This is a question that each of us must ask ourselves at the beginning of each day, each week, each month, each year and especially now while we are still breathing. We don’t want to experience the devastating results of getting to the end only to realize that we could have, should have, would have if only…
The one thing that a day, week, month, year and a life all have in common is that once it is gone…it’s gone. We may spend all of our money but we can usually make more. Time, however, does not work that way. Once it is spent it is gone forever.
The other day I got up early with some realistic expectations to have my quiet time with the Lord, do my exercise routine and then knock out a list of chores that needed to be done. At the end of the day not only had I not made a dent in my list but the only exercise I got was moving my jaws up and down. Worse than that…my quiet time had gotten interrupted and I just couldn’t seem to get back to it.
You see, a friend had called just to chat, and then I spent too much time with another who stopped by uninvited to ask my opinion on a relational issue. Then there was a book on my coffee table that grabbed my attention. I simply did not practice a disciplined life.
I’ve heard people say that what I did wasn’t sinful, but in reality God expects all of us to exercise self-control and to be responsible. So often it is just easier and a whole lot more fun to not do that, so we entertain anything that comes along that offers some kind of temporal reward.
I could have let the answering machine pick up my friend’s call and scheduled a more conducive time with my drop by visitor. I could have even designated the coffee table book to be my indulgent reward once I finished my daily priorities.
I actually thought about I Corinthians 9:24-27. Paul said, “24 Do you not know that in a race all the runners run, but only one gets the prize? Run in such a way as to get the prize. 25 Everyone who competes in the games goes into strict training. They do it to get a crown that will not last, but we do it to get a crown that will last forever. 26 Therefore I do not run like someone running aimlessly; I do not fight like a boxer beating the air. 27 No, I strike a blow to my body and make it my slave so that after I have preached to others, I myself will not be disqualified for the prize.”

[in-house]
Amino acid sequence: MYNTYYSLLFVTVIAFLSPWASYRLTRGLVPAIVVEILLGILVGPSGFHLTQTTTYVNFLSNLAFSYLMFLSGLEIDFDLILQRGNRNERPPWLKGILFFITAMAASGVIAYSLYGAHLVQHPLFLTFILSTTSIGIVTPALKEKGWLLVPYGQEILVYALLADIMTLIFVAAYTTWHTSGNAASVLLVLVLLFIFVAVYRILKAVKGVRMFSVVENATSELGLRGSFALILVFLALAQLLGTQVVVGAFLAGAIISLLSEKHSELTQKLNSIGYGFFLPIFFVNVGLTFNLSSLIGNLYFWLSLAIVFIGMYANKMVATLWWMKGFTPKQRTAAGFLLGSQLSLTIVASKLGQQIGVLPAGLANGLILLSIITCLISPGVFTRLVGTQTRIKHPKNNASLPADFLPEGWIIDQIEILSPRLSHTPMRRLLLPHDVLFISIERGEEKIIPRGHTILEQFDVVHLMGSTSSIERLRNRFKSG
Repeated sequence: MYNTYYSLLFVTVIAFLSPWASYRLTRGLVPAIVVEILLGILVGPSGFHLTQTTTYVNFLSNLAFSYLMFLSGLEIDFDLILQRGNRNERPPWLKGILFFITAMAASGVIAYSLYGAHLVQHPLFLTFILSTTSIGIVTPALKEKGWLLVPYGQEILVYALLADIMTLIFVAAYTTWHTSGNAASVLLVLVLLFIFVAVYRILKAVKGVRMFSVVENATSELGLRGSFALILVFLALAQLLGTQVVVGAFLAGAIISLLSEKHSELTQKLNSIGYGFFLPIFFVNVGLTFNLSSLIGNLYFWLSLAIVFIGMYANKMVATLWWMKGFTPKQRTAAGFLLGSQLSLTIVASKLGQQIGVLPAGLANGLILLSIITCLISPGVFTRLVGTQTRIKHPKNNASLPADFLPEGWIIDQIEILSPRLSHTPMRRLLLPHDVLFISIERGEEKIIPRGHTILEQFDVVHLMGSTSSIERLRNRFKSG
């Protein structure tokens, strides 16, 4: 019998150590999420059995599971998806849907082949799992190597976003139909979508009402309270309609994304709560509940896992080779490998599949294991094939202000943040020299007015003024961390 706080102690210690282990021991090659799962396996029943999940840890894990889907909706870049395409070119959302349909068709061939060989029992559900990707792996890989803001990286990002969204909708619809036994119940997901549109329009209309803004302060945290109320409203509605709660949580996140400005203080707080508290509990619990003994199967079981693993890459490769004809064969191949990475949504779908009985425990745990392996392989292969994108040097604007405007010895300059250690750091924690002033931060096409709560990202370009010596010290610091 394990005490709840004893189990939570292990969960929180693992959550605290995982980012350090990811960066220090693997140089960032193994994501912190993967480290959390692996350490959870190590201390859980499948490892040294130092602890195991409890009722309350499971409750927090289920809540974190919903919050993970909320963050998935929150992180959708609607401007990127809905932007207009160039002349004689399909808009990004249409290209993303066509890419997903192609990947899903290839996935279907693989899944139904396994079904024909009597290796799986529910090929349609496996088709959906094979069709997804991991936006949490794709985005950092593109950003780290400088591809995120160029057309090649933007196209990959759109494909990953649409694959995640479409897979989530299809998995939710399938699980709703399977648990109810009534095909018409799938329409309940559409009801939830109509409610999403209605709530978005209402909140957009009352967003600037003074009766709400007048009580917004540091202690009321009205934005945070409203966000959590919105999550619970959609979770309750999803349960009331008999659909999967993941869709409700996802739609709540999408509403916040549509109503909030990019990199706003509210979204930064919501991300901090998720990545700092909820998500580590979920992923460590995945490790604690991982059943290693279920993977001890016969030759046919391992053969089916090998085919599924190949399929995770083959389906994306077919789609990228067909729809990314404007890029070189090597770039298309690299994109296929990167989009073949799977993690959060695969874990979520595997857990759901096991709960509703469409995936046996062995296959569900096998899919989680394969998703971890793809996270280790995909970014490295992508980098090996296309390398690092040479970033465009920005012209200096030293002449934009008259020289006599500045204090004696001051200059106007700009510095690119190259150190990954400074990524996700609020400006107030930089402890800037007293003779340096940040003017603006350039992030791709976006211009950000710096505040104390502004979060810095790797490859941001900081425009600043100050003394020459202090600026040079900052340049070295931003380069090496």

A runner has to be disciplined in all things if he hopes to get the prize. Distractions come and when they do Paul choose to beat his body into submission so he didn’t lose the race.
Many readers want to live a disciplined life but lack wisdom about how to stay focused or how to deal with distractions when they come along. The following is a visual strategy that can help one get focused.
Picture a clear gallon jar that contains 4 large balls, 6 medium balls and is also filled with sand. This jar could represent a day, week, month, year, or your entire life but for our purposes today it will represent your typical day.
The large balls inside the jar represent the most vital things that need to be accomplished while the medium balls represent other important task. For example the balls in my life are typically as follows:
- Read the Word
- Prepare breakfast/eat
- House chores: laundry, dishes, vacuum
- Prepare dinner/eat
- Family time
- Friend time
Anything and everything else is considered sand.
When I put the sand into the jar first, however, I don’t have room enough for the balls. That is what happened the other day when I didn’t practice self-control. None of the vital or important things got accomplished.
Experiencing this type of day may not result in real serious consequences every time but if our weeks, months, and years are spent like that we would be talking about some critical consequences. Self-discipline or self-control is required by God. So running the race means to exercise self-control daily in order to finish well with Him.
If you are one who needs help finding order for your day use the gallon jar example. And if you would still have difficulty keeping the sand out before you put the balls in place then you may consider reading my book, “Character Blocks”. It addresses disciplinary issues by demonstrating some strategic steps to take when correction is necessary. Click on “BOOKS” on the homepage of this website to order your copy today.